While recent pirate attacks off the coast of Somalia have sparked concerns, experts believe a major resurgence is unlikely.
An Iranian fishing vessel, Almeraj 1, was reportedly hijacked by Somali pirates in November 2023. According to media reports, the pirates demanded US$400,000 in ransom and threatened to use the Iranian ship for additional hijackings if the payment was not made.
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Two days later, other Somali pirates hijacked a tanker, Central Park, off the Yemeni coast. The tanker sent a distress signal during the attack. Forces from a nearby American warship captured the pirates as they tried to flee in a small boat.
The two attacks have led the Somali government to call for greater international support to deter a resurgence of piracy in the Horn of Africa. Similar fears that Somali piracy was on the rebound surfaced after five previous attacks in 2017, 2018, 2019 and 2020.
Addressing the threat
Following previous threats, local authorities, experts and organisations tracking piracy globally warned that Somali pirates retained the capacity to launch attacks. This is also the current assessment of the International Maritime Bureau’s Piracy Reporting Centre, which acts to suppress piracy and armed robbery at sea.
The concern is not surprising.
Naval forces intercept a skiff carrying suspected pirates in the Gulf of Aden.
Somali piracy was a major threat to the region and the world economy at its height in 2011. That year alone, Somali pirates carried out 212 attacks. The World Bank estimated that these cost the world economy US$18 billion.
In a recent analysis, we concluded that a range of anti-piracy measures had put a stop to Somali piracy. The measures fall into four main categories:
- anti-piracy naval operations by the world’s most capable navies
- costly self-protection measures, including the use of armed guards, by most flag states and shipping owners
- a legal toolbox enabling pirate prosecution and imprisonment
- capacity-building and the ability to imprison pirates regionally and in Somalia.
These measures remain largely in place.
Measure 1: The size of anti-piracy naval operations may have shrunk but some international forces remain active. Nato – an intergovernmental military alliance between 29 European and two North American member states – terminated its anti-piracy mission in 2016. However, the European Union retains its mission, as does a US-led coalition. Together they seek to suppress piracy outside the territorial waters of Somalia and other coastal states in the region. In addition, independent deployers like China have warships on patrol.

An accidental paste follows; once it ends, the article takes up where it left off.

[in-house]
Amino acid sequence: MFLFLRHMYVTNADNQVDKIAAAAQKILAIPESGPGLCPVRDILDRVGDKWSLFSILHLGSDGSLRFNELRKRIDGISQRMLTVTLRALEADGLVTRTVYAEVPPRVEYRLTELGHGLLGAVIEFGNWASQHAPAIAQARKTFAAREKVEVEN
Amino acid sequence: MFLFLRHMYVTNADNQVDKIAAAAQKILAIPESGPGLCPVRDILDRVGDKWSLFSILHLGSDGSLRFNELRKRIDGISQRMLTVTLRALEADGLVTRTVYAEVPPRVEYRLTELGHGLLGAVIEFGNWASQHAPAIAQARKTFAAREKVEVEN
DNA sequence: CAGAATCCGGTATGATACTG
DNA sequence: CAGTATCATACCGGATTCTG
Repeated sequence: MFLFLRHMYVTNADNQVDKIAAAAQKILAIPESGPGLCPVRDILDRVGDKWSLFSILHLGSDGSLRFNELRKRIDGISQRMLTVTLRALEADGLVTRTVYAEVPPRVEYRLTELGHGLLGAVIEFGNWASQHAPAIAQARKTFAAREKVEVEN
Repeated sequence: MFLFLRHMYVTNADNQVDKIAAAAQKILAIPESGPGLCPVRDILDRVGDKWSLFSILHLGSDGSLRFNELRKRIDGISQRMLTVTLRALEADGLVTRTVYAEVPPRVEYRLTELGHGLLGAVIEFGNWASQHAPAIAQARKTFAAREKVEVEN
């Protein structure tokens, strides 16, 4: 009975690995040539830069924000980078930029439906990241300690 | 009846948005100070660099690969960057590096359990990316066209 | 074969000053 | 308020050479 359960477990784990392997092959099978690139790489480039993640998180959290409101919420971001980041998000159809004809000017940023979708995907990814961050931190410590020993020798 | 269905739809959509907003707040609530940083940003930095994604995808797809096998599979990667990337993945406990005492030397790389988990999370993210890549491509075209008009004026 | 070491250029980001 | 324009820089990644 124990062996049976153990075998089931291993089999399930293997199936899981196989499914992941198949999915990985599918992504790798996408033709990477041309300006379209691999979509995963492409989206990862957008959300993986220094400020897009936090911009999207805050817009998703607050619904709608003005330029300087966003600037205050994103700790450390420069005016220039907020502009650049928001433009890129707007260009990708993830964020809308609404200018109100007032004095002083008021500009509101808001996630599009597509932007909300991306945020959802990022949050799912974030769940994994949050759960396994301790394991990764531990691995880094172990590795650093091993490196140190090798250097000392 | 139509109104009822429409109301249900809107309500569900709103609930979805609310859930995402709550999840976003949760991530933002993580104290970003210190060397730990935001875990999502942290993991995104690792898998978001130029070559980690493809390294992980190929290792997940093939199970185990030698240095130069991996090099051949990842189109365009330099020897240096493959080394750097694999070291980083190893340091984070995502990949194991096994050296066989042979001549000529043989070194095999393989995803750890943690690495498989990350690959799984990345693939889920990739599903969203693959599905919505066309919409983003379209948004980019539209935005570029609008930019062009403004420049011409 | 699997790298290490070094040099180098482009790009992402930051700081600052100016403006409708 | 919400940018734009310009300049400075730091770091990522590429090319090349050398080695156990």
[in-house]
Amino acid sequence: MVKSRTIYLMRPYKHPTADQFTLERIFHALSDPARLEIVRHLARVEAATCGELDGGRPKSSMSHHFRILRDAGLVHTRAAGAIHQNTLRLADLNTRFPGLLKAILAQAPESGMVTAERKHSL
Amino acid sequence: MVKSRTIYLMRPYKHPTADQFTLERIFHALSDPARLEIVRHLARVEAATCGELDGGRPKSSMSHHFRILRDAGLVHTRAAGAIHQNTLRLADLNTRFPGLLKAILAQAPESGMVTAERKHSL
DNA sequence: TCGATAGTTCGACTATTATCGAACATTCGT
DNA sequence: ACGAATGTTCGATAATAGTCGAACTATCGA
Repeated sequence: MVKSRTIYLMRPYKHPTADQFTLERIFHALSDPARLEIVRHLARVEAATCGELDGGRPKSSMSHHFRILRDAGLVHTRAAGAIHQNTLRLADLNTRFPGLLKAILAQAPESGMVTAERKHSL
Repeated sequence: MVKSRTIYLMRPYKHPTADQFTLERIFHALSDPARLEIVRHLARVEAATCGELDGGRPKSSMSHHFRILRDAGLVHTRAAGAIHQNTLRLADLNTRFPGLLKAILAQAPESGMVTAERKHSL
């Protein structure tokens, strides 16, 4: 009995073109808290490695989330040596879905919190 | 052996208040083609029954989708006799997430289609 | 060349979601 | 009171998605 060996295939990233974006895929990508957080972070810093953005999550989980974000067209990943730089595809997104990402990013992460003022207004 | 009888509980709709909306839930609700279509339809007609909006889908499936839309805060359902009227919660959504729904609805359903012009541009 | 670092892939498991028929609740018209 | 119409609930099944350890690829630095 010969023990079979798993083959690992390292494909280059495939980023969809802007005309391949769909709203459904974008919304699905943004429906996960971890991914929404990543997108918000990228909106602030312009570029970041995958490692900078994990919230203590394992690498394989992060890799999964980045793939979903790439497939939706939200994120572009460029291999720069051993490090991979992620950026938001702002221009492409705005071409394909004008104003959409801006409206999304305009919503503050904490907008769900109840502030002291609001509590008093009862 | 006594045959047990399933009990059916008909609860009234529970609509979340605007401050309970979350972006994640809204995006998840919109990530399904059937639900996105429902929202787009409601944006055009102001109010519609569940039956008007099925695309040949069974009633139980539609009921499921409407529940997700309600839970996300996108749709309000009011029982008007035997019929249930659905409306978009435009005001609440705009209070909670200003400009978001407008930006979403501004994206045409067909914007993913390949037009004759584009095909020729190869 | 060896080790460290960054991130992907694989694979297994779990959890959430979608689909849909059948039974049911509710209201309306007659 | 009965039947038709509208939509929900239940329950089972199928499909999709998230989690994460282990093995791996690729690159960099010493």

Measure 2: Most commercial ships sailing through the Gulf of Aden, the Somali basin and the Indian Ocean follow many of the self-protection measuresrecommended by flag states and the main maritime industry organisations. While the number of ships carrying armed guards has dropped considerably, most commercial ships report to the maritime security centres, follow the recommended transit corridor protected by international naval forces and join group transits.
Measure 3: The legal toolbox and the post-trial transfer system making it possible to prosecute pirates and imprison them in Somalia remains in place. This makes jail the most likely destination for the five pirates recently apprehended by US forces following their hijacking of Central Park. Successful prosecution and imprisonment would signal to other pirates that piracy remains an unprofitable undertaking off the Somali coast.
Measure 4: International efforts continue to increase the capacity of Somalia and other regional states to patrol their national waters. The EU’s capacity building mission in Somalia, for instance, still supports Somalia’s maritime security sector. It seeks to strengthen the sector’s capacity to deter, capture and prosecute pirates. The successful operations undertaken by the Puntland Maritime Police Force – including securing the release of hostages – indicate that these efforts are paying off.
These anti-piracy measures continue to be implemented by a broad coalition of state and private actors. They include states from outside the region, regional nations, Somali authorities and the international shipping industry. As long as these actors continue to invest in maintaining these measures, Somali piracy will remain unprofitable.
High risks, few rewards
It remains to be seen if the ransom demand for the Iranian fishing vessel Almeraj 1 will succeed. However, pirates don’t appear to have made any money from any of the other five attacks launched in the 2017-2023 period. We haven’t been able to ascertain if any ransom was paid to secure the release of a Panama-flagged ship captured in August 2020. In the other four instances, the attacks either failed or didn’t result in ransom payments.
Even if the US$400,000 ransom demand succeeds, it doesn’t alter the overall conclusion that piracy off the Somali coast remains a high-risk undertaking with a low probability of success. This suggests that a major increase in Somali piracy is highly unlikely.
If it did happen, though, it would be easy for international naval forces and the shipping industry to reduce the prospects of success by stepping up naval patrols and reintroducing armed guards.